We may (finally) be nearing the end of 2020, but Samsung’s never-ending rollout strategy is still in full swing. However, the Samsung Galaxy S20 FE differs slightly from the 11 Samsung smartphones we’ve previously tested.
The Galaxy S20 FE, which was unveiled on September 23 during Samsung’s “Unpacked for every fan” event, is a less expensive option to the rest of the S20 line, offering largely comparable specifications with only a few compromises.
Review of the Samsung Galaxy S20 FE’s appearance and important characteristics
The design of the Samsung Galaxy S20 FE and the standard S20 appear to be very similar at first look. The S20 FE keeps the rectangular camera housing on the back and has a similar appearance from the front, where a stylish pinhole selfie camera is positioned in the center, close to the top edge of its 6.5-inch, largely bezel-free display.
But as soon as you pick up the phone, it’s obvious that something has changed. The Galaxy S20 FE has abandoned the original’s aluminum/glass construction in favor of a less expensive plastic one in an effort to reduce manufacturing costs. There is no doubting that the S20 FE feels less premium than the rest of the S20 line, despite the fact that the phone is fairly light thanks to its plastic build (190g).
Review of the Samsung Galaxy S20 FE: Display
The Samsung Galaxy S20 FE’s Super AMOLED display still has a buttery-smooth 120Hz refresh rate, but the resolution has been significantly reduced to FHD+ (2,400 x 1,080). However, the S20 FE’s screen is actually larger, spanning 6.5 inches across the diagonal as opposed to the S20’s 6.2 inches.
Not only is the display big, but it also has good technical capabilities. Our testing revealed that the Galaxy S20 FE’s display panel covered 93% of the sRGB color spectrum, with a total coverage of 97% when the phone’s ‘Natural’ display setting was selected. Colors seemed as they should, with only a few exceptions involving certain dark red, brown, and green tones. The standard S20’s 2.64 average Delta E (color accuracy) is outperformed by 2.01 on average.
With the automatic brightness option activated, the maximum brightness is also excellent, reaching at 722cd/m2. In light of this, HDR material on Netflix and Amazon Prime Video also looks fantastic, with brilliant specular highlights and visibly noticeable deeper tones.
Review of the Samsung Galaxy S20 FE’s functionality and battery life
The Exynos 990 (4G) or Snapdragon 865 (5G) processors are used to power the Galaxy S20 FE, depending on the model you choose to purchase in the UK. Depending on your area, both chipsets can also be found in the Galaxy S20 and the more modern Note 20. There are a few minor architectural variations between the two.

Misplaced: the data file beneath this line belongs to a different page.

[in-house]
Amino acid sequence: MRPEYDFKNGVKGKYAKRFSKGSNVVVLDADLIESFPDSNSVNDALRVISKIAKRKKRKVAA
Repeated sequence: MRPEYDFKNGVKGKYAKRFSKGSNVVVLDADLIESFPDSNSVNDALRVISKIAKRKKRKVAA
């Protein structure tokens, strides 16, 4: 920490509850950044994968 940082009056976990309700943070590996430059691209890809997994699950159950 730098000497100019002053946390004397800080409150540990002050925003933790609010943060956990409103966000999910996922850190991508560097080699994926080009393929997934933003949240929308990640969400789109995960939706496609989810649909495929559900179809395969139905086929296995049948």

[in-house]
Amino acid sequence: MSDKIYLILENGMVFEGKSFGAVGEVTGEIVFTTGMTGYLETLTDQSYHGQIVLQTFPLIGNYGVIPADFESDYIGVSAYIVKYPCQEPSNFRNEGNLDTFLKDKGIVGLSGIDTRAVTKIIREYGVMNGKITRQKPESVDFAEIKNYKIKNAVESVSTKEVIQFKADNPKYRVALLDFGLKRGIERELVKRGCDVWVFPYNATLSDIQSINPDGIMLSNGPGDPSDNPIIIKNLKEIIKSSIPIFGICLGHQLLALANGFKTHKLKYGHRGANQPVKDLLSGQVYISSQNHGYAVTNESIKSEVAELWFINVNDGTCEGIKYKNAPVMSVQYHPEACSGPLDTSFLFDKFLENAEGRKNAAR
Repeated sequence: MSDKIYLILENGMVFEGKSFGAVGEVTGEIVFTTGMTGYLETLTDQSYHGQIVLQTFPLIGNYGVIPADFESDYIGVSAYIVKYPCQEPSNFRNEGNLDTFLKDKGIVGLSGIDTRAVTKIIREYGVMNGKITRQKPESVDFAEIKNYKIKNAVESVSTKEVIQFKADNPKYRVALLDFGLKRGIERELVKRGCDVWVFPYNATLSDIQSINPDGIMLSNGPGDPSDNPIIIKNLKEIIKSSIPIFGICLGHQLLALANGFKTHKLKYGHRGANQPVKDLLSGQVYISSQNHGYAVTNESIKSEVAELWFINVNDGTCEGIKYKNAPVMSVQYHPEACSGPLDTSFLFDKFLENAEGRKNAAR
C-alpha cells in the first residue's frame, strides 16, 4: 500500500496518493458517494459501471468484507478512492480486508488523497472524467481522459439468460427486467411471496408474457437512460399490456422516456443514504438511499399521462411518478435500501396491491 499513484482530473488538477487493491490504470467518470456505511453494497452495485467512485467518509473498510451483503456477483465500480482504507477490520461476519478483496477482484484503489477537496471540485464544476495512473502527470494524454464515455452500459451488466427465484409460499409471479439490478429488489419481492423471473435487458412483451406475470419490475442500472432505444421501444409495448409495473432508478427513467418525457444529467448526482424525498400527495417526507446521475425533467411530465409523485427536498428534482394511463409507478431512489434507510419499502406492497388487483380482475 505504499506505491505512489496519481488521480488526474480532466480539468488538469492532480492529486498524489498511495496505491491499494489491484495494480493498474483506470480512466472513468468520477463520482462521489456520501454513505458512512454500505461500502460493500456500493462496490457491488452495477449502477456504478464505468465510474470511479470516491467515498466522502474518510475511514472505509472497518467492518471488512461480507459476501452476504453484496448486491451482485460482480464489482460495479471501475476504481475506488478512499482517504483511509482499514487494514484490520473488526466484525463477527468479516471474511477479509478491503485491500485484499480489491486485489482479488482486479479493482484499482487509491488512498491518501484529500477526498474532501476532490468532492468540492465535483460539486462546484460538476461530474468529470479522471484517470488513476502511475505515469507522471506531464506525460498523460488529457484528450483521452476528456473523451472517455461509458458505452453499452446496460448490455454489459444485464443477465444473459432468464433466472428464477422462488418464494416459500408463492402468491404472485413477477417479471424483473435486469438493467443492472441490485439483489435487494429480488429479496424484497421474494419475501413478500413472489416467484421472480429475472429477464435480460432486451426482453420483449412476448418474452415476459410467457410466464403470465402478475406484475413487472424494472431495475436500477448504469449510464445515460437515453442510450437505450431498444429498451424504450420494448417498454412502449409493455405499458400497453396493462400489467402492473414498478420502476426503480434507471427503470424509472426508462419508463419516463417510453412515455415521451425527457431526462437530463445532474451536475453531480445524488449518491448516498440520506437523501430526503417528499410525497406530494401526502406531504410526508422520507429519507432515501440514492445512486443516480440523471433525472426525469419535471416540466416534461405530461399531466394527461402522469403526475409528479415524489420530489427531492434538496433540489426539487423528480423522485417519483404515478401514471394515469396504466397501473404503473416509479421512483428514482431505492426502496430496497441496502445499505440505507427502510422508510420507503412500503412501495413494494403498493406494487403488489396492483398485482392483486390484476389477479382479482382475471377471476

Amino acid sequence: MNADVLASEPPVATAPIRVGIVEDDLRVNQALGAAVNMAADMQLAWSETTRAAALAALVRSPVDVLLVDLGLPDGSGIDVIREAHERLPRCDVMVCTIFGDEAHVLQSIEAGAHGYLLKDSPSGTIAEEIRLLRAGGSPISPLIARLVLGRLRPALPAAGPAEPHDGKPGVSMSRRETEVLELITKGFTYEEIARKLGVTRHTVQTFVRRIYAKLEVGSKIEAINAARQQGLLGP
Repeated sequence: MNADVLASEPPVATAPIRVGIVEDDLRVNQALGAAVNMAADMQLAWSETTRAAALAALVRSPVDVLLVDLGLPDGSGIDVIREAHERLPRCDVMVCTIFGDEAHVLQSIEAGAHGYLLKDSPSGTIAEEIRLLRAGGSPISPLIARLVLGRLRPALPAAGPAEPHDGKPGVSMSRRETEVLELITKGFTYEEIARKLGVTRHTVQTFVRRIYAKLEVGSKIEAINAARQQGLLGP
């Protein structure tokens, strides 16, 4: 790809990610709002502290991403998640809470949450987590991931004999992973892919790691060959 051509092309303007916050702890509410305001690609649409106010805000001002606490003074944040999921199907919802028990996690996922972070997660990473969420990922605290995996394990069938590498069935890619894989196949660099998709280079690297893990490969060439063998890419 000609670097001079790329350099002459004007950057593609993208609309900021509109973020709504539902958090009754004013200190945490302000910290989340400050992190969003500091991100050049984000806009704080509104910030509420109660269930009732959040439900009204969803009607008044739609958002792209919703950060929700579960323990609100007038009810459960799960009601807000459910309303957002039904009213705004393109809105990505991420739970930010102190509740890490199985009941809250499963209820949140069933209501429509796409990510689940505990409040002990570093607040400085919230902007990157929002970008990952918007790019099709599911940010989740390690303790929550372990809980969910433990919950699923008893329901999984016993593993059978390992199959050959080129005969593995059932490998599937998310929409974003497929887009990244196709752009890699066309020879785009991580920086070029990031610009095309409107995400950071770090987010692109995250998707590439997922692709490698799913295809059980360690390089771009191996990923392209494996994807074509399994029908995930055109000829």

For this assessment, Samsung provided us with the S20 FE 5G model, allowing us to finally assess whether or not Samsung owners outside of the UK have been receiving a better bargain thus far.
Using the Geekbench 5 test available on the Google Play Store, we pitted the S20 (Exynos 990) and S20 FE 5G (Snapdragon 865) against one another to assess CPU performance. This demanding benchmark tests each chipset’s single- and multi-core performance, displaying distinct results at the end to make it easier to determine which CPU performs best in terms of raw speeds.
Cameras on the Samsung Galaxy S20 FE review
Before we conclude, let’s turn our attention to the Galaxy S20 FE’s cameras, which have undergone a modest degradation. The 64MP telephoto camera and 8K video recording capabilities of the S20 are absent from the S20 FE.
Naturally, these are two specialized features, so there isn’t much of a step down. A 12MP (f/1.8) primary camera, a 12MP (f/2.2) wide-angle camera, and an 8MP (f/2.4) 3x telephoto zoom sensor still make up the triple camera array on the back. Along with the ‘Single Take’ shooting mode, which enables you to take up to 10 different photographs and 4 movies each time you click the shutter, the S20 FE also has the hybrid optical and digital ‘Space Zoom’ that magnifies a scene by up to 30x.
The main sensor on the Galaxy S20 FE is the same as the one on the standard Galaxy S20, therefore image quality is almost unaffected in most circumstances. This means that, when compared to the identical photographs produced on the iPhone 11, the S20 FE has many of the same flaws as its sister, most notably with occasionally artificial-looking colors and dull nighttime shots.
Nevertheless, the Galaxy S20 FE shines in a few crucial areas. Pictures shot in daylight have a little more contrast and less visual noise than those taken with an iPhone 11, and they are full of fine details. Similar to the S20 FE’s 3x zoom camera, the iPhone 11 only has a dual-camera array with a set of 12MP wide and ultra-wide sensors, making the S20 FE’s 3x zoom camera an extra bonus.
Conclusion of the Samsung Galaxy S20 FE review
I don’t think it makes much financial sense to release a nearly identical handset months after the initial releases for less money. Despite the (little) differences, I would be a little miffed if Samsung released a nearly identical device within the same year for £200 less if I had purchased the standard Galaxy S20 on day one.